We consider the problem of distributed scheduling in wireless networks subject to simple collision constraints. We define the efficiency of a distributed scheduling algorithm to be the largest number (fraction) such that the throughput under the distributed scheduling policy is at least equal to the efficiency multiplied by the maximum throughput achievable under a centralized policy. For a general interference model, we prove a lower bound on the efficiency of a distributed scheduling algorithm by first assuming that all of the traffic only uses one hop of the network. We also prove that the lower bound is tight in the sense that, for any fraction larger than the tower bound, we can find a topology and an arrival rate vector within the fraction of the capacity region such that the network is unstable under a greedy scheduling policy. We then extend our results to a more general multihop traffic scenario and show that similar scheduling efficiency results can be established by introducing prioritization or regulators to the basic greedy scheduling algorithm.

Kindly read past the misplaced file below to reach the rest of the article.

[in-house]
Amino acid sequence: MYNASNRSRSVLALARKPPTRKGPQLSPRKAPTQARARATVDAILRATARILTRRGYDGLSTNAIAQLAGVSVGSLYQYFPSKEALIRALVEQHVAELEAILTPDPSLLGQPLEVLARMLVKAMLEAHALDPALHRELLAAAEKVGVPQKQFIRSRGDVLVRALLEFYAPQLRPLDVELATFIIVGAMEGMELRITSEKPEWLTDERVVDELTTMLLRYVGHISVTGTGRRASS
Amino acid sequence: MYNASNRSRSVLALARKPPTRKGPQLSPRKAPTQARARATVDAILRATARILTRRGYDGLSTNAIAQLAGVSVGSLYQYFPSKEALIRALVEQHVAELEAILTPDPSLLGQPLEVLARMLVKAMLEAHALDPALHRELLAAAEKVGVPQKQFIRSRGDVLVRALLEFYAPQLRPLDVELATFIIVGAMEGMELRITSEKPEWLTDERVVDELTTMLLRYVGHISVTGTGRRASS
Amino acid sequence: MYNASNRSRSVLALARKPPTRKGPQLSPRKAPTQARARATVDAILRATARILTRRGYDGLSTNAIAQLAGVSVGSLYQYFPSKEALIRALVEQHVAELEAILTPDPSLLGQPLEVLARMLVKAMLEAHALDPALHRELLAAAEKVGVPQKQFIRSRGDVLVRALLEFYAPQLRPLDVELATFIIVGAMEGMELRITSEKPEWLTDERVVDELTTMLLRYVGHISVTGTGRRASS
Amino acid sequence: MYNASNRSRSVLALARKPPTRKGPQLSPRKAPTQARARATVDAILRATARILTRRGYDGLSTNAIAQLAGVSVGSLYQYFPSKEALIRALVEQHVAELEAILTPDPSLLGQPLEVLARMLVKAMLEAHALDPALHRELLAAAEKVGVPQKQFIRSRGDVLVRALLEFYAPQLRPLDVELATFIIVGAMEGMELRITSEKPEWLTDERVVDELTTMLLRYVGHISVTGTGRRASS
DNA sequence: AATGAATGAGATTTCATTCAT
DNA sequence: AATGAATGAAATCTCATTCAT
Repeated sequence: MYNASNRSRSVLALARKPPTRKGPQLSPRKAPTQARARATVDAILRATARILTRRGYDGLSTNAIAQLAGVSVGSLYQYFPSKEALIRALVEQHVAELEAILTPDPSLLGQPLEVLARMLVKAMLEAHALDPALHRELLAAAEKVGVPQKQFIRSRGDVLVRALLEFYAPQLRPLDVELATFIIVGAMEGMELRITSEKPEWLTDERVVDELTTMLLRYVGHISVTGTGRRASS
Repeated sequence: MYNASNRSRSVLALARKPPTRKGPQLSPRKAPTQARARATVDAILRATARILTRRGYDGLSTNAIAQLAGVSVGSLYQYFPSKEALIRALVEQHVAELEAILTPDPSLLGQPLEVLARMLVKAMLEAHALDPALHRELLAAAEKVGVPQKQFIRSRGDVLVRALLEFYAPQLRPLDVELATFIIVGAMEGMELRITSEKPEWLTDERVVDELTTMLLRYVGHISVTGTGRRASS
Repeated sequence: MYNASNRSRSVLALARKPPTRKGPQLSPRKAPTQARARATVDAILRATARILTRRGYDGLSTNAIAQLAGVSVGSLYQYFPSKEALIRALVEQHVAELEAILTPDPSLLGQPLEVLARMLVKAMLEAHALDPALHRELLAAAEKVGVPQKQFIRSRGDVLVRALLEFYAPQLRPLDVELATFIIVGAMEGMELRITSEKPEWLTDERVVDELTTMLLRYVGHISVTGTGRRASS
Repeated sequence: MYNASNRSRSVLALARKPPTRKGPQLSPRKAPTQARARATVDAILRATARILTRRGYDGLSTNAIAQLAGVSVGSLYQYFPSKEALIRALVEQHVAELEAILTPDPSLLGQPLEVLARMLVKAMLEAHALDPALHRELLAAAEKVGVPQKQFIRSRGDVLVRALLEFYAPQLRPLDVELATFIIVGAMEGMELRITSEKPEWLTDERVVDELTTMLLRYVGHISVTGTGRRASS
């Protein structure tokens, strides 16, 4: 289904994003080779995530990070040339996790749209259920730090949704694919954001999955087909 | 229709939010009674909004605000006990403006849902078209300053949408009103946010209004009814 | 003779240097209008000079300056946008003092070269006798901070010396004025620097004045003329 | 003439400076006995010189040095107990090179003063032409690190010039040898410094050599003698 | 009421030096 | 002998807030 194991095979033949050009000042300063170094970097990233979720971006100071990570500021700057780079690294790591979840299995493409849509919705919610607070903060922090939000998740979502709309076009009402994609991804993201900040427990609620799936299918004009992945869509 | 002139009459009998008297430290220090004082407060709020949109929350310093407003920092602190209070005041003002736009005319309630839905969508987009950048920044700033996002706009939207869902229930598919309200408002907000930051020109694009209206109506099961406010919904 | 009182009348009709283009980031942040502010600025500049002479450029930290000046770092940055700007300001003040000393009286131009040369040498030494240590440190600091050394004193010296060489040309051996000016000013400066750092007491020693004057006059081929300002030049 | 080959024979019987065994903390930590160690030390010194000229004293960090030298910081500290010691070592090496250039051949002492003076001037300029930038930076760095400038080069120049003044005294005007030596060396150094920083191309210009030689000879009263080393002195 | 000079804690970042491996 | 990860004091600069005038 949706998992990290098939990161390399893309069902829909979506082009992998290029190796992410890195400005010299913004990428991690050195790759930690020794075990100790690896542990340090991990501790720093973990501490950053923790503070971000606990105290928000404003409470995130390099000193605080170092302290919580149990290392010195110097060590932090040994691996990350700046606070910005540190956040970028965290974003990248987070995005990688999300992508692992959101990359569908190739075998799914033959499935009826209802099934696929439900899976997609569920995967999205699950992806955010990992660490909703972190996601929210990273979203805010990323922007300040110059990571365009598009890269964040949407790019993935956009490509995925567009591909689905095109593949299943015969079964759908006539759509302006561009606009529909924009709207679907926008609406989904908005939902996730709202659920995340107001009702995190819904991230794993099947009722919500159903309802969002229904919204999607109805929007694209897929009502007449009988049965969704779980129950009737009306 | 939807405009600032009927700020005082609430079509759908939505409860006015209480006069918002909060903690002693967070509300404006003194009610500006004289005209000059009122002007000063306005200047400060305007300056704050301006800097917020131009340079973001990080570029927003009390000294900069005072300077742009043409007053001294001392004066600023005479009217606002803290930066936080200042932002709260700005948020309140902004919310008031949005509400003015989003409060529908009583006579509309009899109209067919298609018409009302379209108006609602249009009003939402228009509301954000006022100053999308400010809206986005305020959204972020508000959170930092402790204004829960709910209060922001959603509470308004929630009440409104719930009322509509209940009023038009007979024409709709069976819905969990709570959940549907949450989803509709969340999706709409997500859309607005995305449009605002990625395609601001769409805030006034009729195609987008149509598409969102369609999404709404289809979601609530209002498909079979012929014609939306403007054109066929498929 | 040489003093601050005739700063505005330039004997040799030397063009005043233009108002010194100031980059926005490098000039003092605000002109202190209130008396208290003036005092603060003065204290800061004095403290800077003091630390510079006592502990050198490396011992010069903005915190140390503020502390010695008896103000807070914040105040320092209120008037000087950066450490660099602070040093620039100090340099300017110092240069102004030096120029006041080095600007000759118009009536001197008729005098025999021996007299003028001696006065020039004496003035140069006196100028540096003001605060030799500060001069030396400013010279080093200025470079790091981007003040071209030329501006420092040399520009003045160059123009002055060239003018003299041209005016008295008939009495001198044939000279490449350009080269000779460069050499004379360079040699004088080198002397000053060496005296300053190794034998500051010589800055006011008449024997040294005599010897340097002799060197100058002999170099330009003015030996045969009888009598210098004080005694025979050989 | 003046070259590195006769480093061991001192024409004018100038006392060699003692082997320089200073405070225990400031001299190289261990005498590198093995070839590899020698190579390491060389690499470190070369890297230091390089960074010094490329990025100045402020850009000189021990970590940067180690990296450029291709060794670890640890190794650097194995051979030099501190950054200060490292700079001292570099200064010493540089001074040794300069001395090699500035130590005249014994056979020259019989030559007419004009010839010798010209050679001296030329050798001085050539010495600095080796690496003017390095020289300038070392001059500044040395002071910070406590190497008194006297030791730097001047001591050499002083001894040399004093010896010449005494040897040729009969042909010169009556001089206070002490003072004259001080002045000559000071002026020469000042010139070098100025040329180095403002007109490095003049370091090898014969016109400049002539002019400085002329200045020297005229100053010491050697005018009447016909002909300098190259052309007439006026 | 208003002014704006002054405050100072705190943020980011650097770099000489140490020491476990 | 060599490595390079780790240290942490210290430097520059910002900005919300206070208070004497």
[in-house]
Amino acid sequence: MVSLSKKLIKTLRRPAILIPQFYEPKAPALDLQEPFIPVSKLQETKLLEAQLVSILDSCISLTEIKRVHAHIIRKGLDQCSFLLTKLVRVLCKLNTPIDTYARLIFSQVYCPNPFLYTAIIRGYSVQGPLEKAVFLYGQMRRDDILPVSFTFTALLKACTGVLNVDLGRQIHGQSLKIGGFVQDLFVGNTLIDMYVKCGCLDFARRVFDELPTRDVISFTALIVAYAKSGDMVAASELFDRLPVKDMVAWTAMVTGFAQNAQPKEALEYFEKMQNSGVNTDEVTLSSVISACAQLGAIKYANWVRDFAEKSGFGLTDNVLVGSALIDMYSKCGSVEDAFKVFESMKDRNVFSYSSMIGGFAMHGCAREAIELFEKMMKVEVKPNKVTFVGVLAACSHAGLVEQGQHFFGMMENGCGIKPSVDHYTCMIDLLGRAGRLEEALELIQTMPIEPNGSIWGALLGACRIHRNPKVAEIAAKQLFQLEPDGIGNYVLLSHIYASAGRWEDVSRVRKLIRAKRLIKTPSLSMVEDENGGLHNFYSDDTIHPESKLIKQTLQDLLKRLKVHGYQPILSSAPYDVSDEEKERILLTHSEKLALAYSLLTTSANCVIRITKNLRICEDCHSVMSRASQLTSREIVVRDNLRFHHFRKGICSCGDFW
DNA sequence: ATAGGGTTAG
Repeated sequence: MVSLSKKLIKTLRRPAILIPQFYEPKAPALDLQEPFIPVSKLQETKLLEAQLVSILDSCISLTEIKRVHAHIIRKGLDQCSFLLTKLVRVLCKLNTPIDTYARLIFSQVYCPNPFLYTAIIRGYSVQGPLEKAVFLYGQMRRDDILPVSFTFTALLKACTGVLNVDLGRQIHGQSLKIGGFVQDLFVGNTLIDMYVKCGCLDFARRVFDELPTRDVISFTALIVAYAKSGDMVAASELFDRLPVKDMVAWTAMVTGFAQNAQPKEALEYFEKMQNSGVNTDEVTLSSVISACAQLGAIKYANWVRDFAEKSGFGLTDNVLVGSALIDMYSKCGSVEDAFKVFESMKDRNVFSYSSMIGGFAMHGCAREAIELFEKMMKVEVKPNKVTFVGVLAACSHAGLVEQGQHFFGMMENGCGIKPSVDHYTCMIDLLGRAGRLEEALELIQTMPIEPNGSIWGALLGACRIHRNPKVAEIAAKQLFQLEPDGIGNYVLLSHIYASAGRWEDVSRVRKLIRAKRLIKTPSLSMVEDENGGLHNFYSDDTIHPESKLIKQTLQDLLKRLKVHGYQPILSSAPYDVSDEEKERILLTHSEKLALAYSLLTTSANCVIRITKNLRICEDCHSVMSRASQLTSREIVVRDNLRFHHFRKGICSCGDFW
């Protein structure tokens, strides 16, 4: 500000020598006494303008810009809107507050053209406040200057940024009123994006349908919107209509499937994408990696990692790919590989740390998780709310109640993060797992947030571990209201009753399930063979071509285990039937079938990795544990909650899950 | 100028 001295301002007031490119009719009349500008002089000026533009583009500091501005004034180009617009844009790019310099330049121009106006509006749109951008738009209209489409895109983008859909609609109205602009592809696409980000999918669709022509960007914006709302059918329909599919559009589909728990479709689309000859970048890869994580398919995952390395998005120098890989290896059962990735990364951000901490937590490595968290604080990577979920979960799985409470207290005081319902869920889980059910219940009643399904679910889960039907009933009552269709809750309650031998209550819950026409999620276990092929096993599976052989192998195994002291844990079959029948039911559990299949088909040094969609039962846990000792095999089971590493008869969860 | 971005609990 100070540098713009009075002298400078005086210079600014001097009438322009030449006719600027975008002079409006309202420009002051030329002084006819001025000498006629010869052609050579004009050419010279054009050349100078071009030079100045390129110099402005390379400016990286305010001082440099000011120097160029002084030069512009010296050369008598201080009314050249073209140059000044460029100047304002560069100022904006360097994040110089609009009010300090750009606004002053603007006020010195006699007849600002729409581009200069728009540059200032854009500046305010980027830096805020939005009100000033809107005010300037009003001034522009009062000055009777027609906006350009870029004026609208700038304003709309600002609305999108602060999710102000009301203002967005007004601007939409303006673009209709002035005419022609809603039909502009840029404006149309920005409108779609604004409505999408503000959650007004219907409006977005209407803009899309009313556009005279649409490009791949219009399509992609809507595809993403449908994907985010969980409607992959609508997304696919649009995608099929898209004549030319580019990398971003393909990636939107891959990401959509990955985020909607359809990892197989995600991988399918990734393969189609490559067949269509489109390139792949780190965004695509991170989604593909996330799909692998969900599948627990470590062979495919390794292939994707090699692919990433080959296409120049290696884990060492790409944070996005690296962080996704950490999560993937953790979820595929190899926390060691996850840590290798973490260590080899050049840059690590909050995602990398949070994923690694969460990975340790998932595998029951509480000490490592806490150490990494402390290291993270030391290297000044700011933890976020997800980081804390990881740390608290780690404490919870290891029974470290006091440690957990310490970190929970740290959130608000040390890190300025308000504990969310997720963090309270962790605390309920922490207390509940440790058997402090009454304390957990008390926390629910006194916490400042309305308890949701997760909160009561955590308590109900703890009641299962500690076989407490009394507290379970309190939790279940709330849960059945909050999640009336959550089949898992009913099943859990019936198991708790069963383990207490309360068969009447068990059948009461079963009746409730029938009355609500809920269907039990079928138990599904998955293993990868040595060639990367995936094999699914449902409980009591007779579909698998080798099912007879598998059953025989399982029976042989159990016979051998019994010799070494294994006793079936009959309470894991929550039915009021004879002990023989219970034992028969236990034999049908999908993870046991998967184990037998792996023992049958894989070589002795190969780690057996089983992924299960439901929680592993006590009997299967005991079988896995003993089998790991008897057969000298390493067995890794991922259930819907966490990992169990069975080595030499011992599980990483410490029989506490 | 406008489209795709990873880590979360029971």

- Greedy algorithms
- Multihop wireless networks
- Resource allocation
ASJC Scopus subject areas
- Computer Networks and Communications
- Electrical and Electronic Engineering